Tuesday December 12, 2017 02:39
 
 
 

Open Gun Markets in Idleb Helping to Spread Chaos in Syria's North

Jul 21st, 2017 by Al-Araby al-Jadeed (London-based, pan-Arab newspaper)

The ease of buying weapons in the liberated areas is a key reason for the high numbers of armed crimes, according to Saudi-owned Al-Araby al-Jadeed

Open Gun Markets in Idleb Helping to Spread Chaos in Syria

Fatima al-Qassem was paralyzed by shot from a Kalashnikov that her husband bought from a gun shop in Idleb, northern Syria. The bullet penetrated the body of the 20-year-old wife and broke a vertebra of her spinal column.

Her devastated father explained that "Idleb lives in chaos because of the ease of selling and the affordability of arms."

Fatima is one of 33 victims of gun crimes committed between January and April 2017. In the same period of time, 25 murders were committed, according to Hussein Hssayan, head of the Idleb Free Police media office.

Hssayan explained that the rise in crimes is due to the ease of procuring weapons, which led to the occurrence of 5,218 crimes that were reported during that period, according to a report documenting the crimes committed in Idleb.

Statistics reveal that 1,142 crimes — mainly theft and robbery — were committed in the region using guns, in addition to 272 cases of clashes and gunfights, 156 reported injuries, 15 cases of kidnapping, 16 enforced disappearances, and 112 cases of property damage.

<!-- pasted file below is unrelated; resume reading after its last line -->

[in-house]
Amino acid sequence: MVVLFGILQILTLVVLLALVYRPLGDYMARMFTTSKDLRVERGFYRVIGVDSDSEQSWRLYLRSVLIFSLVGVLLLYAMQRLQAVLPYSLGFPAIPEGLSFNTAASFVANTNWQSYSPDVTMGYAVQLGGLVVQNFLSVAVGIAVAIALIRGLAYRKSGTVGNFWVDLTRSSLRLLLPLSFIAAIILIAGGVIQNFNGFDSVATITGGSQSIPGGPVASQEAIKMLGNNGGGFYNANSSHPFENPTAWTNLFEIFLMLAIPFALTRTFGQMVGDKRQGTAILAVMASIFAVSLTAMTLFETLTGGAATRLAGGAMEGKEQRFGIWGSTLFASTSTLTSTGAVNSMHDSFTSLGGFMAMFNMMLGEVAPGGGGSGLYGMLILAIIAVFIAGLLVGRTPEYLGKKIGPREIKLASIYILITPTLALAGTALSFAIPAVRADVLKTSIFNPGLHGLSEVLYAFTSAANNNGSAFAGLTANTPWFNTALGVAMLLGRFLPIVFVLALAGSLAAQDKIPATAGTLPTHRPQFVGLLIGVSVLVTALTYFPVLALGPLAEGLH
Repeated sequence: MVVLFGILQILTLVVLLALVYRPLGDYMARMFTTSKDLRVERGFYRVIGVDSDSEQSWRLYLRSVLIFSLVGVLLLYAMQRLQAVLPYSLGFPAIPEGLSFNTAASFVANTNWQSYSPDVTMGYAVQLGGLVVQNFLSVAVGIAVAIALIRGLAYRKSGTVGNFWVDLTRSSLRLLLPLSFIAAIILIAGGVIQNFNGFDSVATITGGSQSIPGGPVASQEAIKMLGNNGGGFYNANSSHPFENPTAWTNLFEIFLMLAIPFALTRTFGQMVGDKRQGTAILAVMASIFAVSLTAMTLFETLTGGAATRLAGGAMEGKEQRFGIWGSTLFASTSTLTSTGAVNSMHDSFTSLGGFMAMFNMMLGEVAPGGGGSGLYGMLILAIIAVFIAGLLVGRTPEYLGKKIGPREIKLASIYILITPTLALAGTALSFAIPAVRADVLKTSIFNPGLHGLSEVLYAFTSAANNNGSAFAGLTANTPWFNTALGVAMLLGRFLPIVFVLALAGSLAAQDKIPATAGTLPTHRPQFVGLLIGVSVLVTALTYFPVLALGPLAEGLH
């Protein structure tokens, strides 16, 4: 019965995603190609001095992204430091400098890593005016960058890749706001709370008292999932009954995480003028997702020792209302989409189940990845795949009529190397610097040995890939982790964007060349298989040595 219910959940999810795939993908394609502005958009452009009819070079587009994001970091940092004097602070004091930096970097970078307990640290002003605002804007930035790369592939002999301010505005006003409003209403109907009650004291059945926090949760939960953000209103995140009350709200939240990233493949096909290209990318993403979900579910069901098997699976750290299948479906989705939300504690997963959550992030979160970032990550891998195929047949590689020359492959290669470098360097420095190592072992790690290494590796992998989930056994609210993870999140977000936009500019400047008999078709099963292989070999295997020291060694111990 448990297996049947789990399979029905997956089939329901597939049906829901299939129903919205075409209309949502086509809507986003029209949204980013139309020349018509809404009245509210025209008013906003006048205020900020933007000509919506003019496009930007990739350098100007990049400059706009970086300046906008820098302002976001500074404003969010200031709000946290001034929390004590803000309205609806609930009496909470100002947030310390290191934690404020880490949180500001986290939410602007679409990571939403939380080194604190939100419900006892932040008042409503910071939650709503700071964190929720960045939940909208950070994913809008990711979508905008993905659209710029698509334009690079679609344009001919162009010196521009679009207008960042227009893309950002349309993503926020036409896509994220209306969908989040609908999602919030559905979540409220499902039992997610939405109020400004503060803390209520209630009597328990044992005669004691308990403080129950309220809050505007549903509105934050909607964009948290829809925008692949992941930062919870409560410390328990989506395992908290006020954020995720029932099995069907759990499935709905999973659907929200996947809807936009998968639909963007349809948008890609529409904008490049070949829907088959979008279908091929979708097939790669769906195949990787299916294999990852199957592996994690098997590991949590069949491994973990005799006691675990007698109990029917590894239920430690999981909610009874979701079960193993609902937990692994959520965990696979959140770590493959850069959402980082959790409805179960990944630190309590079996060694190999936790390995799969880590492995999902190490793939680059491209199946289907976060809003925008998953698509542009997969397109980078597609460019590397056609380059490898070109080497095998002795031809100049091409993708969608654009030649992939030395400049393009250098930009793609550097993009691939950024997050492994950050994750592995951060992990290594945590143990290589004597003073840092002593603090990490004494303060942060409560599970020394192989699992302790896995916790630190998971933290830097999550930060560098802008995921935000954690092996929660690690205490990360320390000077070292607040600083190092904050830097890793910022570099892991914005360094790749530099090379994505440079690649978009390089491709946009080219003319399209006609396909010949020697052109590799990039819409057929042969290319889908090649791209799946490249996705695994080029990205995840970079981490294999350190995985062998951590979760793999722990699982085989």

Open market for light and heavy weapons

Arms stores located in Idleb and the liberated areas in the north of Syria sell light weapons, ammunition and hunting weapons, as well as military uniforms, combatant flags and radios.

"The number of arms shops is almost equal to grocery stores," according to local human rights activist Ahmed Sarmini, who added that the number of these shops is around 200 in the province.

This situation has led Hay'at Tahrir al-Sham, a alliance of factions led by the Nusra Front, to issue instructions to all checkpoints to ban the trafficking of missiles and heavy weapons.

This article was translated and edited by The Syrian Observer. Responsibility for the information and views set out in this article lies entirely with the author.

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